Apolinario Mabini life and biography

Apolinario Mabini picture, image, poster

Apolinario Mabini biography

Date of birth : 1864-07-22
Date of death : 1903-05-13
Birthplace : Talaga, Tanauan, Batangas
Nationality : Filipino
Category : Famous Figures
Last modified : 2010-12-16
Credited as : Political philosopher, ,

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Apolinario Mabini was a Filipino political philosopher and architect of the Philippine revolution. He formulated the principles of a democratic popular government, endowing the historical struggles of the Filipino people with a coherent ideological orientation.

Apolinario Mabini was born in Talaga, Tanauan, Batangas, on July 22, 1864. His parents belonged to the impoverished peasantry. He studied at the Colegio de San Juan de Letran in 1881 and at the University of Santo Thomas, where he received the law degree in 1894. During this time he earned his living by teaching Latin and then serving as copyist in the Court of First Instance in Manila.

In 1896 Mabini contracted an illness, probably infantile paralysis, that deprived him of the use of his legs. When the Katipunan revolt broke out late that year, the Spanish authorities arrested him. Unknown to many, Mabini was already a member of José Rizal's reformist association, the Liga Filipina. And though as a pacifist reformist, he was at first skeptical of Andres Bonifacio's armed uprising, Mabini later became convinced of the people's almost fanatical desire for emancipation. Subsequently, he turned out subversive manifestos appealing to all Filipinos to unite against Spain.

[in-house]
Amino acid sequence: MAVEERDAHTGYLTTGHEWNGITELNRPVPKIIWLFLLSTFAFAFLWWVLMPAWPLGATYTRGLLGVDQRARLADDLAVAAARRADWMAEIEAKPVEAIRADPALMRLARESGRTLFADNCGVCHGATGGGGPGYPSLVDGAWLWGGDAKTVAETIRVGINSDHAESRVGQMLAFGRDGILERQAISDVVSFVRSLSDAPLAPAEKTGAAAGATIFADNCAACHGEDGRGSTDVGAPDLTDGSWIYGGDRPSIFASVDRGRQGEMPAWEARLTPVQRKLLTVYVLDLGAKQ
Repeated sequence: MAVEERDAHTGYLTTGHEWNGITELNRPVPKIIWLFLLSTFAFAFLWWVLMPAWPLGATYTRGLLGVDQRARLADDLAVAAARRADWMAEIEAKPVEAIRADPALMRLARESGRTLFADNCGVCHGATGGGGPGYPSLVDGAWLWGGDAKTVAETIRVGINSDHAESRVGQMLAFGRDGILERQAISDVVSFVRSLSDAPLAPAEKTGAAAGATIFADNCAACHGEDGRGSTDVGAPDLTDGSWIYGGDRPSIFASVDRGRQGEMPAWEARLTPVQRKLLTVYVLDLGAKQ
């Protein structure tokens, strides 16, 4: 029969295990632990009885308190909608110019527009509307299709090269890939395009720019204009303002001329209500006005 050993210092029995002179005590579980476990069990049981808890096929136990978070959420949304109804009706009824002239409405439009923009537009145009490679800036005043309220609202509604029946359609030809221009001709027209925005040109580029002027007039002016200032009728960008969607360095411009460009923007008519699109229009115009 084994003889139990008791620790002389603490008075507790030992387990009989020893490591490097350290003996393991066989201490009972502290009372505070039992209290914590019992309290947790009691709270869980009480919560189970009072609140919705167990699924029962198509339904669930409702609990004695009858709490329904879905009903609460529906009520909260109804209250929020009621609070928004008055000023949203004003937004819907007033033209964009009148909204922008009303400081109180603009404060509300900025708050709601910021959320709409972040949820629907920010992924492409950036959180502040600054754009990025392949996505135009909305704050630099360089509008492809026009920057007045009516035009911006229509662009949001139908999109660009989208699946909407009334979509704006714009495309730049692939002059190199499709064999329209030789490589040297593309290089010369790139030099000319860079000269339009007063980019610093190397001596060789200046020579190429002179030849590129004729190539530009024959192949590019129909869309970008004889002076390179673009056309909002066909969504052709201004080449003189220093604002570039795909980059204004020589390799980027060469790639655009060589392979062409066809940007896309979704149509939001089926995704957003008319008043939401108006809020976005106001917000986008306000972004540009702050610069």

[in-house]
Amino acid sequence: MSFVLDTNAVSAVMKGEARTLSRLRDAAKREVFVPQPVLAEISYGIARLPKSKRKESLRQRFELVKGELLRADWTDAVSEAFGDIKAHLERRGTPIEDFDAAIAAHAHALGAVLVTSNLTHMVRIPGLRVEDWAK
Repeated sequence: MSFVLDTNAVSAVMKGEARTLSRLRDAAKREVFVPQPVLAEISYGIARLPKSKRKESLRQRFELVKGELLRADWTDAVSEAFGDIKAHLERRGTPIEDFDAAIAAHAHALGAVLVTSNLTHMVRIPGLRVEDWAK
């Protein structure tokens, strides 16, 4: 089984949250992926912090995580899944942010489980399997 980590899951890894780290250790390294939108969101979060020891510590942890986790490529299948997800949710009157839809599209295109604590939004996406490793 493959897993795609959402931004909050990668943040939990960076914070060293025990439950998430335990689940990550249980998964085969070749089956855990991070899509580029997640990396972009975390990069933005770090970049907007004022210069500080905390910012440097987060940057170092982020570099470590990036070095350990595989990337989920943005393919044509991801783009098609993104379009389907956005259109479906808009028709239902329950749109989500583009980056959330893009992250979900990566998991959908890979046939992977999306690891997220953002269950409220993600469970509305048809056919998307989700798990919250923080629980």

In May 1898 Emilio Aguinaldo summoned Mabini to act as his adviser. Mabini formulated the famous decree of June 18, which reorganized the local government under Filipino control. His policy throughout the struggle can be epitomized by a statement in that decree: "The first duty of the government is to interpret the popular will faithfully. "Mabini was also instrumental in supervising the proper administration of justice, the election of delegates to the revolutionary congress, and the establishment of the mechanism of the revolutionary government itself.

When the revolutionary congress was convoked in Barasoain, Malolos, Bulacan, on Sept. 15, 1898, Mabini found himself opposed to the plans of the wealthy bourgeoisie to draft a constitution. He believed that, given the emergency conditions of war, the function of the congress was simply to advise the president and not to draft a constitution. Defeated by the majority, Mabini then submitted his own constitutional plan, based on the Statutes of Universal Masonry. It was rejected in favor of a composite draft submitted by Felipe G. Calderon, which became the basis of the Malolos Constitution of the first Philippine Republic.

Mabini's conflict with the conspiracy of property owners and the landlord class in the congress led to his eclipse in 1899 as Aguinaldo's trusted adviser—the only competent thinker and theoretician in the Aguinaldo Cabinet. Mabini succeeded in exposing the vicious opportunism of the Paterno-Buencamino clique, who were trying to gain control over, and to profit from, the financial transactions of the revolutionary government. When the Aguinaldo camp fled from the advancing American forces, Mabini was captured on Dec. 10, 1899. Still refusing to swear an oath of allegiance to the U.S. government and continuing to support the insurgents in their ideological struggle, he was deported to Guam in 1901. He died on May 13, 1903.

Mabini's chief work, La Revolution Filipina, a reasoned analysis and cogent argument concerning the ideological implications of the revolution against Spain and the resistance to the American invaders, reveals the progressive and democratic impulse behind his thinking. He always tried to mediate between the people's will and the decisions of their leaders. He was a selfless and dedicated patriot.

The best critical study of Mabini's life and works is Cesar Adib Majul, Mabini and the Philippine Revolution (1960). See also Majul's The Political and Constitutional Ideas of the Philippine Revolution (1957) and Teodoro A. Agoncillo, Malolos: The Crisis of the Republic (1960). For the general historical background the most reliable text to consult is Teodoro A. Agoncillo and Oscar Alfonso, A Short History of the Filipino People (1969).


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